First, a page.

In the diagram above I also show the ground loop ending at CH5- which is for the coolant sensor. I didn't show the input going into CH5+ to avoid confusion at this point. You will see it in some of the other pictures.
The important thing to remember is that sensors themselves need to be grounded and signals from them that go to the LMA-3 need to also be grounded via the CH- terminals.
Study the pictures below if there is confusion.
You can use very small wire sizes, like 18-20 or even 22 as we are not talking a lot of current here. The holes in the green connector or very small and I only like putting one wire in them except for the GND with the GND feed and the GND loop going in it. I have put the sensor ground (negative) wire in with the CH- ground but didn't like it as it is hard to service and I think more prone to failure if the wires move. Get a good screw driver to use for the screws in the green strip. The green strip connector is the main pain if dealing with the LMA-3 in my opinion but using the additional terminal strip for sensor grounds and 5 volt feeds makes it easier to live with.
If these and other connections aren't sound and good you will fight your data loggin.
Above you can see the red 12 volt power feed and the GND feed with the GND loop also in the same hole next to the 12 volt feed.
The two wires next to the blue 5 volt-out wire are going to a thermocouple. Between the Red Box to the right and the Blue Box to the right is a tube going to the internal pressure sensor being used for manifold pressure with this LMA-3.
CH5 (channel 5) on this LMA-3 is being used to log coolant temps. With the GM sensor you need to add a 2.49K resistor between the 5 volt output and the CH5+ position. I had a 2.2K resistor and it was close enough and worked. Testing it above I had the sensor negative, blk wire, going to the CH5- position along with the required GND going back to the LMA-3's GND terminal via the GND loop. Later I moved the sensor ground up to the terminal strip on the GND side there so that I didn't have to secure two wires in the CH5- position.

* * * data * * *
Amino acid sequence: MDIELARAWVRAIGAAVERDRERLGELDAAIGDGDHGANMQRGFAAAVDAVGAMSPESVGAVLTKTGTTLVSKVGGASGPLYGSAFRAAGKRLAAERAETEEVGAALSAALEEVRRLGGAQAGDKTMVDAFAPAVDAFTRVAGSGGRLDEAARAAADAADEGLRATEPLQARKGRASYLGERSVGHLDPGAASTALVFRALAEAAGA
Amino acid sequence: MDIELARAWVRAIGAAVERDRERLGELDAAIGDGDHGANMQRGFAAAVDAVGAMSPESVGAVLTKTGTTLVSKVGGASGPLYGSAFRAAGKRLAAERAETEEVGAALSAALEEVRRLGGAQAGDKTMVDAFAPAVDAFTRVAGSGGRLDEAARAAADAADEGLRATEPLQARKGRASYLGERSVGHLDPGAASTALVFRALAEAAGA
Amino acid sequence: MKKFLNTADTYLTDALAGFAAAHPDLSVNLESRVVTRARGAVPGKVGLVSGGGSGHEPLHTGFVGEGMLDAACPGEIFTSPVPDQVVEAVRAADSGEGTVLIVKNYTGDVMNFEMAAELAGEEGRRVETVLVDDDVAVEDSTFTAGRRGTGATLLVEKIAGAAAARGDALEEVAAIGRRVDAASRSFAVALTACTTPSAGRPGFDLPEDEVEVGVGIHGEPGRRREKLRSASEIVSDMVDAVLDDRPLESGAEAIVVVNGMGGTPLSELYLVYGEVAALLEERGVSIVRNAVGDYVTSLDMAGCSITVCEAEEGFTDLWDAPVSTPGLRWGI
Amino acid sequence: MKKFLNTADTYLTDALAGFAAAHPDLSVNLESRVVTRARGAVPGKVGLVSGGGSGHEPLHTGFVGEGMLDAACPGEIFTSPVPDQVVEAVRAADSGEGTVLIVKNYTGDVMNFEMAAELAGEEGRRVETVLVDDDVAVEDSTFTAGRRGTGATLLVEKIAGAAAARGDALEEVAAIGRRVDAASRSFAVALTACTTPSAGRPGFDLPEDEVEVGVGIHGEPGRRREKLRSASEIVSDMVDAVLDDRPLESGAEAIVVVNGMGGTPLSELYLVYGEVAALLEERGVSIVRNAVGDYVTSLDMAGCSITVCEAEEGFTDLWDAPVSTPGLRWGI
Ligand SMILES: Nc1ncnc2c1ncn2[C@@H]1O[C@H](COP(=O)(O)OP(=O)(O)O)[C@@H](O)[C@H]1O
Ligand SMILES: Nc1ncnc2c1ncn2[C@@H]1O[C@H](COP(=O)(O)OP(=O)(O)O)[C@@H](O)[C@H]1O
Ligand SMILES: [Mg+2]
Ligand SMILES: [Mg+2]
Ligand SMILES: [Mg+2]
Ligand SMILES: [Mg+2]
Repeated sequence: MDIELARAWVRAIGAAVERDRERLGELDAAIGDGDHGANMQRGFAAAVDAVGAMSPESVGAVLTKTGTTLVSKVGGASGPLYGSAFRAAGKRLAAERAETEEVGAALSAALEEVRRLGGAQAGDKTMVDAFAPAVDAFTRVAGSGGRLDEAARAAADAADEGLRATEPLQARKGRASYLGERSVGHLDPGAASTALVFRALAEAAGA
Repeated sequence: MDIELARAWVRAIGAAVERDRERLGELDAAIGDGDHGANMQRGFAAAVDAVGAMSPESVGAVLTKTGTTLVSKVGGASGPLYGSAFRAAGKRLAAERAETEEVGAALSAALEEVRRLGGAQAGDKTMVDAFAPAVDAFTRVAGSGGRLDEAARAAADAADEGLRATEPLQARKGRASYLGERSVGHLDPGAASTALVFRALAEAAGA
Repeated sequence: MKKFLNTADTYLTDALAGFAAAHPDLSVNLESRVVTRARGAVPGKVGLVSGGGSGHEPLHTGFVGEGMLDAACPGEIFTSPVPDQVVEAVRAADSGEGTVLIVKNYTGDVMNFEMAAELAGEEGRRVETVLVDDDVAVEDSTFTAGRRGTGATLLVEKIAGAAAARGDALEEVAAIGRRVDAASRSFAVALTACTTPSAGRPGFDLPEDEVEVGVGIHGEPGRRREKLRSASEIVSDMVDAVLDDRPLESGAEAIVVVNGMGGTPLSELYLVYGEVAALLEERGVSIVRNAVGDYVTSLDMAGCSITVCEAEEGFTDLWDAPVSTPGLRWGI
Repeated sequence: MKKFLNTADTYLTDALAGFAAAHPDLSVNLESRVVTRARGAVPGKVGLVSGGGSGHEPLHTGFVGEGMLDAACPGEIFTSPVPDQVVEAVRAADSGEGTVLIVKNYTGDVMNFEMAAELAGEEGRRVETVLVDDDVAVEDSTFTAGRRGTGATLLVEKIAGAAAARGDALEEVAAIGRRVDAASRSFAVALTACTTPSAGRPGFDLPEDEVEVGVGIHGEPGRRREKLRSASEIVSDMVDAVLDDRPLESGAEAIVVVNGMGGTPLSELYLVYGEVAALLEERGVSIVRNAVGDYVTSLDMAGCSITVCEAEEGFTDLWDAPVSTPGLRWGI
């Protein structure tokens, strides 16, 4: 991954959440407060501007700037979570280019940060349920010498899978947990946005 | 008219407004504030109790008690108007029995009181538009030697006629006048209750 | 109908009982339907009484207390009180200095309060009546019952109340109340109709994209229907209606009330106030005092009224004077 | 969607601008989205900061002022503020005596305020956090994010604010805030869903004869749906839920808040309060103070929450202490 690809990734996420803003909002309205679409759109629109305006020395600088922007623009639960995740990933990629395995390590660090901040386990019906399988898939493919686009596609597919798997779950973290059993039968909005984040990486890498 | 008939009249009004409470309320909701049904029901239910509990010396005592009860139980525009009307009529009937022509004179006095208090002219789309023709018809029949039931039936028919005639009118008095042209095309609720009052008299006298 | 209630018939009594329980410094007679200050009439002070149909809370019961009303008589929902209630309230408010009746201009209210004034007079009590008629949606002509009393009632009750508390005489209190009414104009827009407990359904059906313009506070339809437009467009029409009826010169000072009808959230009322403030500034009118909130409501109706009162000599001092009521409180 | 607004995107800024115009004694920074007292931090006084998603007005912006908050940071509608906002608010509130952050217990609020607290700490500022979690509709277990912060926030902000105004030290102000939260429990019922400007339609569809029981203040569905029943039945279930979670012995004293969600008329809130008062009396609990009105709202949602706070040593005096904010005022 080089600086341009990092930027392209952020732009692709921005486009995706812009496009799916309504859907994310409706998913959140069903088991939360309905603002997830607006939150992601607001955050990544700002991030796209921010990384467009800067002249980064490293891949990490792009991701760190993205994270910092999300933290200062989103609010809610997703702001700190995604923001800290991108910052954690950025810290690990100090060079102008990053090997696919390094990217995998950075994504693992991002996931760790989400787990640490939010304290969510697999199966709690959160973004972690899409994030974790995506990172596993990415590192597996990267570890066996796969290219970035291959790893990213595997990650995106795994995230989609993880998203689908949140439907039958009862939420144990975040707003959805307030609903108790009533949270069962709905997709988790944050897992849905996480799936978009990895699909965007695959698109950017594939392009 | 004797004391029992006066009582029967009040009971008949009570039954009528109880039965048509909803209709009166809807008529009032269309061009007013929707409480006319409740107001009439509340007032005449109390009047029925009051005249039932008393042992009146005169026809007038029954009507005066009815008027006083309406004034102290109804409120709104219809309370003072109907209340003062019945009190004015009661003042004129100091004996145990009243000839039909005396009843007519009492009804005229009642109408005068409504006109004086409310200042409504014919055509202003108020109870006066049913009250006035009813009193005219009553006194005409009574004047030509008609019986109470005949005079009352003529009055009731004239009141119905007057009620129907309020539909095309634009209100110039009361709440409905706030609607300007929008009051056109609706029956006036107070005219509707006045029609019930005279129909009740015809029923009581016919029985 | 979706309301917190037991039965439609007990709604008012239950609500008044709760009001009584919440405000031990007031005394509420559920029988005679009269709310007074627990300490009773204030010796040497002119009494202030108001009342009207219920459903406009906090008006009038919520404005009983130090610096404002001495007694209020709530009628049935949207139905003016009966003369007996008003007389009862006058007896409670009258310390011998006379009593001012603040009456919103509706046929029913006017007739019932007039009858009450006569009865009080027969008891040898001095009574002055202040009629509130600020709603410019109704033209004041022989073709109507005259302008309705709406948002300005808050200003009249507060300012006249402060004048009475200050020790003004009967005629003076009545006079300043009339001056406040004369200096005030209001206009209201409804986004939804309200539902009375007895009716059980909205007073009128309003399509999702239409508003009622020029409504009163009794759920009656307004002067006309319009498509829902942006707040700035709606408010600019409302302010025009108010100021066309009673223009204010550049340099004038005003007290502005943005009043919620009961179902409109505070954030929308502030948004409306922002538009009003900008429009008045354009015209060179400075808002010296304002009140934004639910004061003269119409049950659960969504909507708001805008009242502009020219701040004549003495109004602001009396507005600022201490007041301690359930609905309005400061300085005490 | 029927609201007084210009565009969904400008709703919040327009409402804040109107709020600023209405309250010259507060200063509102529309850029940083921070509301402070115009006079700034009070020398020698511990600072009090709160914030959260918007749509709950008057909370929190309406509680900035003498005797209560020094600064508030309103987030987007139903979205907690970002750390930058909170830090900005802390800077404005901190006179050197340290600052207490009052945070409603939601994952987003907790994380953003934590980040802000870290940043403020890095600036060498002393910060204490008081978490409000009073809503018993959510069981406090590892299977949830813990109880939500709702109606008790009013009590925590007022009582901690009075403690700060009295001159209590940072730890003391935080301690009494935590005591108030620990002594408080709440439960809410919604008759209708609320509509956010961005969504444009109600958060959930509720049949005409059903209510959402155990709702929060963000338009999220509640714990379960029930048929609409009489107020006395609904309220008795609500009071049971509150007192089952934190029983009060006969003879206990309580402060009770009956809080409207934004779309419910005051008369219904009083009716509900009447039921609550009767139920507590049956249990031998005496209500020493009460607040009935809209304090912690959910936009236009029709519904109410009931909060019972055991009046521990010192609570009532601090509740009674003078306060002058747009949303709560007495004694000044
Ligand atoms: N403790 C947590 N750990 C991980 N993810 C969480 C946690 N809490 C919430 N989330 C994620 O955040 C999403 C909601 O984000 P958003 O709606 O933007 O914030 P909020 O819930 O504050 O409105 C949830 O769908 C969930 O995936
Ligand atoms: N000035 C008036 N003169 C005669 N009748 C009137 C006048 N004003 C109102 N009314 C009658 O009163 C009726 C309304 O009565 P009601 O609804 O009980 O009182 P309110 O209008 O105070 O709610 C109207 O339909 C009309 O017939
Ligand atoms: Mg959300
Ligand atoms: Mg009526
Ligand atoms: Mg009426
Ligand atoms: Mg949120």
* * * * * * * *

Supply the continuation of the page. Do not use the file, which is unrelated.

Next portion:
Above is information on how the coolant sensor is wired. I show the black lead going to the CH- and that will work or wire it to the GND side of the terminal strip which also is tied to the LMA-3's ground.
An example of how to wire a GM 3 Bar Map Sensor to the LMA-3. We use some of these and also more info on the Coolant Sensor. You will need to calibrate the LMA-3 by using ice water and boiling water and another know water temp. This can be done in the shop before putting the sensor in the car.
I checked the pressure sensors, both internal and the GM 3 Bar using a cheap regulator meant for a spray gun (Harbor Freight). One side connects to the air hose and the other goes to the sensor. You can regulate the pressure up and down and calibrate easily. While I'm doing this I have the LMA-3 connected to the computer via a serial cable and a USB to serial adapter and the computer is running Innovate's Log Works.
Here the line from the air hose/regulator is connected to a GM sensor.
Here I'm testing/calibrating the fuel pressure that the LMA-3 is reading. This sensor didn't work for us the first year we tried it but that was because I screwed up and was powering it with 5 volts. It is different in that it is powered by 12 volts but puts out a 0-5 volt signal. Check your sensors and don't take things for granted like I did.
Don't think you are going to be buying data logging gear and using it the first week. It takes some time to figure out how to set some of this up and then how to read it, but if you take the time you will save a lot of money on broken parts and wasted time down the road. It isn't going to erase all of your sins but will ease them in most cases,